Diabetes and Migraines: What You Should Know

Diabetes mellitus is a group of diseases that impairs glucose metabolism due to insufficient insulin production, insulin impairment, or insulin deficiency. When a person has diabetes, many variables can result in high blood sugar (hyperglycemia) and low blood sugar (hypoglycemia).

Carbohydrate intake, medications, exercise, and illness are just some of the variables that may affect blood sugar. When a person’s blood sugars are too high or too low, they can experience headaches.

If you have diabetes and are experiencing headaches, it’s always helpful to find your triggers and test your blood sugar. Understanding how you feel when your blood sugar is high or low can help you to identify and treat your blood sugar effectively, while also resolving your headaches.

Although there is a known association between diabetes and headaches, the literature on diabetes and migraines is lacking and more research is needed in this area.

Learn more about the correlation between diabetes and headaches, and how migraines can be more prevalent in people who have frequent episodes of low blood sugar.

Women with diabetes laying down from a headache associated with low blood sugar

Fertnig/E+/Getty Images

Migraines

There are many different types of migraines that vary in severity, causes, placement, and accompanying symptoms. All types of migraines are forms of headaches that may impact your whole head, behind your eyes (ocular), in the front or back, or on both sides.

Some migraines are associated with temporary aura (wavy or blurry vision, numb or tingling skin, speech changes), sensitivity to light, and/or nausea. Research indicates that migraines—especially migraines with aura—have been associated with high blood pressure and high cholesterol.

Associations Between Diabetes and Migraines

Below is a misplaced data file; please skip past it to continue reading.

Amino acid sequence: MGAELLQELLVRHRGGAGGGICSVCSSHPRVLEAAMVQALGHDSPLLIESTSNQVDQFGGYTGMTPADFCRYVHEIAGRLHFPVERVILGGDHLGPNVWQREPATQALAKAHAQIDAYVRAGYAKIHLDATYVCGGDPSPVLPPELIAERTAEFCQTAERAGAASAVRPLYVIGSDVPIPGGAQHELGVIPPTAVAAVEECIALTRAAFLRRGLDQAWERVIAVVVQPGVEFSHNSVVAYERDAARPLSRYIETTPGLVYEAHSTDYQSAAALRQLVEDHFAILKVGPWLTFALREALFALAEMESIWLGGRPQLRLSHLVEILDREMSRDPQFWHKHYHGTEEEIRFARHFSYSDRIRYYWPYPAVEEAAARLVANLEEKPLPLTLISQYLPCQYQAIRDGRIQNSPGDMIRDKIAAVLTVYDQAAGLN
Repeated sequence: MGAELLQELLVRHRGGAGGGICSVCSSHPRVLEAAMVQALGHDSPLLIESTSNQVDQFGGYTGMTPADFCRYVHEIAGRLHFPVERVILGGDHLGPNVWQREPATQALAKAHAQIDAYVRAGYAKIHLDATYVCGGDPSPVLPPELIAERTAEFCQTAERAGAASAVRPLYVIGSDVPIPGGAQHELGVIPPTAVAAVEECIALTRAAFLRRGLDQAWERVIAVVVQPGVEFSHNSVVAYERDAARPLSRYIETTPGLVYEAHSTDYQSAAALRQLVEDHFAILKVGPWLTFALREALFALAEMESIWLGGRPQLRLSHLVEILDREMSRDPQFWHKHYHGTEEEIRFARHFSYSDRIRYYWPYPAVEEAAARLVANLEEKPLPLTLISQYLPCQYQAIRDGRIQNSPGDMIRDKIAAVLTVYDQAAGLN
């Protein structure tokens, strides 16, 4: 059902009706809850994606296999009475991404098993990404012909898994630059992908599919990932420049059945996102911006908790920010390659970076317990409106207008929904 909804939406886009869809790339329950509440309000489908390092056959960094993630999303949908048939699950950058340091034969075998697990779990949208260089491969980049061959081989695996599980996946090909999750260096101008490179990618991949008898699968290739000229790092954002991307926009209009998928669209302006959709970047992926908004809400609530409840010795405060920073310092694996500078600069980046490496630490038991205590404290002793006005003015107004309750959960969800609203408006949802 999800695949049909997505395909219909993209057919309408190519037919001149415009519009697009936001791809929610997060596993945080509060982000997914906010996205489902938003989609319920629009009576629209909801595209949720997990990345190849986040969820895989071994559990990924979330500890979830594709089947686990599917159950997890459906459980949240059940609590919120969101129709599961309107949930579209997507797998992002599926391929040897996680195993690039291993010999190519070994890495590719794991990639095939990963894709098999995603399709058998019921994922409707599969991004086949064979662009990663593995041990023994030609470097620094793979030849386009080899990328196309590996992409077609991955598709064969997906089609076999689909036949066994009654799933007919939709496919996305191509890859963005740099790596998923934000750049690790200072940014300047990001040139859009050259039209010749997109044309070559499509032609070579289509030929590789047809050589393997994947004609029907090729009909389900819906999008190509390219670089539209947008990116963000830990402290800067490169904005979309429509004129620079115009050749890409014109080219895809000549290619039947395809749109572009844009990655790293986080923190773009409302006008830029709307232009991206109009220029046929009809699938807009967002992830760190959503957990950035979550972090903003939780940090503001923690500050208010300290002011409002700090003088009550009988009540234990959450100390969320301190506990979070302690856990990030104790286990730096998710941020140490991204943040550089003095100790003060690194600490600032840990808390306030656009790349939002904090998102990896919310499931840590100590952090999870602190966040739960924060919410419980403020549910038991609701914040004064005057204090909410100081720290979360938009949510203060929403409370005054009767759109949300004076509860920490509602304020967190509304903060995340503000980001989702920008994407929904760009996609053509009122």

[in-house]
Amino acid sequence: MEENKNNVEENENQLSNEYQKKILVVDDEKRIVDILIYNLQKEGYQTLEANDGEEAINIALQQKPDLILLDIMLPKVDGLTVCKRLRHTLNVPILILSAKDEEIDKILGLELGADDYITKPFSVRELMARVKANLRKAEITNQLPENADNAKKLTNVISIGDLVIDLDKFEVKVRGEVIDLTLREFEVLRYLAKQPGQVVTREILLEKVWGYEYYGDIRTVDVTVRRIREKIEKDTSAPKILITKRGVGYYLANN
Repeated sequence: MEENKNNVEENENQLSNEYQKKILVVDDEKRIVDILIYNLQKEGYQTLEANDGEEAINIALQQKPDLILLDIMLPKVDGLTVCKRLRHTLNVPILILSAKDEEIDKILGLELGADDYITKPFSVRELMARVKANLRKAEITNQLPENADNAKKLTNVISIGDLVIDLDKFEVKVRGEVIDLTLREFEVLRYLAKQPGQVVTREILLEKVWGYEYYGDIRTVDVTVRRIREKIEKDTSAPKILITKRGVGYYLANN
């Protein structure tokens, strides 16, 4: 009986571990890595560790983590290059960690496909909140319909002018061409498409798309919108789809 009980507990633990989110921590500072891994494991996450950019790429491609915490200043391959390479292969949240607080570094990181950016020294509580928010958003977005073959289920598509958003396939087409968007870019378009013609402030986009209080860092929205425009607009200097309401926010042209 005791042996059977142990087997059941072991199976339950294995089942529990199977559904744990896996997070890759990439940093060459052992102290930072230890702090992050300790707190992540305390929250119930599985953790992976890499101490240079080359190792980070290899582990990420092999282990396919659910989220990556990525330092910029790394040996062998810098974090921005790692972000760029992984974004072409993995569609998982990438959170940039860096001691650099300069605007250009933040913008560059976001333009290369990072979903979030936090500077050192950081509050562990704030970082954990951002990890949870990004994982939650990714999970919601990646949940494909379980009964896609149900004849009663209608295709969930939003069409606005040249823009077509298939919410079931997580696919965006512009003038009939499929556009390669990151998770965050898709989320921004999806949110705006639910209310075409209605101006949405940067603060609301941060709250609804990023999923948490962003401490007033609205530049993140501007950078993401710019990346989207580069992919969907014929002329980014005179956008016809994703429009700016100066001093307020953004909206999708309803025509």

A 2019 study suggests that having migraines decreases the risk of developing type 2 diabetes in women. Researchers also found that active migraines decreased prior to a diabetes diagnosis.

Researchers investigated the association of diabetes and migraines within a cohort of 74,247 French women. Self-reported questionnaires on migraines were collected from 2004-2014, and diabetes diagnosis was identified based on findings from a drug reimbursement database.

They found a lower incidence of diabetes (about 30%) in women who experienced active migraines than in those who did not experience migraines. They also discovered a decrease in migraine frequency prior to a diabetes diagnosis.

Researchers concluded that one possible cause of this association is that the women who experienced migraines were more likely to have low blood sugars (hypoglycemia), which can be a migraine trigger.

It should be noted, however, that there are several limitations to this study. First, migraine frequency was self-reported. It is possible for people to over-report or under-report migraines or misdiagnose themselves.

Second, type 2 diabetes cases that were not treated with drugs were not reported. And lastly, the cohort of women is not representative of a robust population, as this study was limited to a population of French women who were health conscious.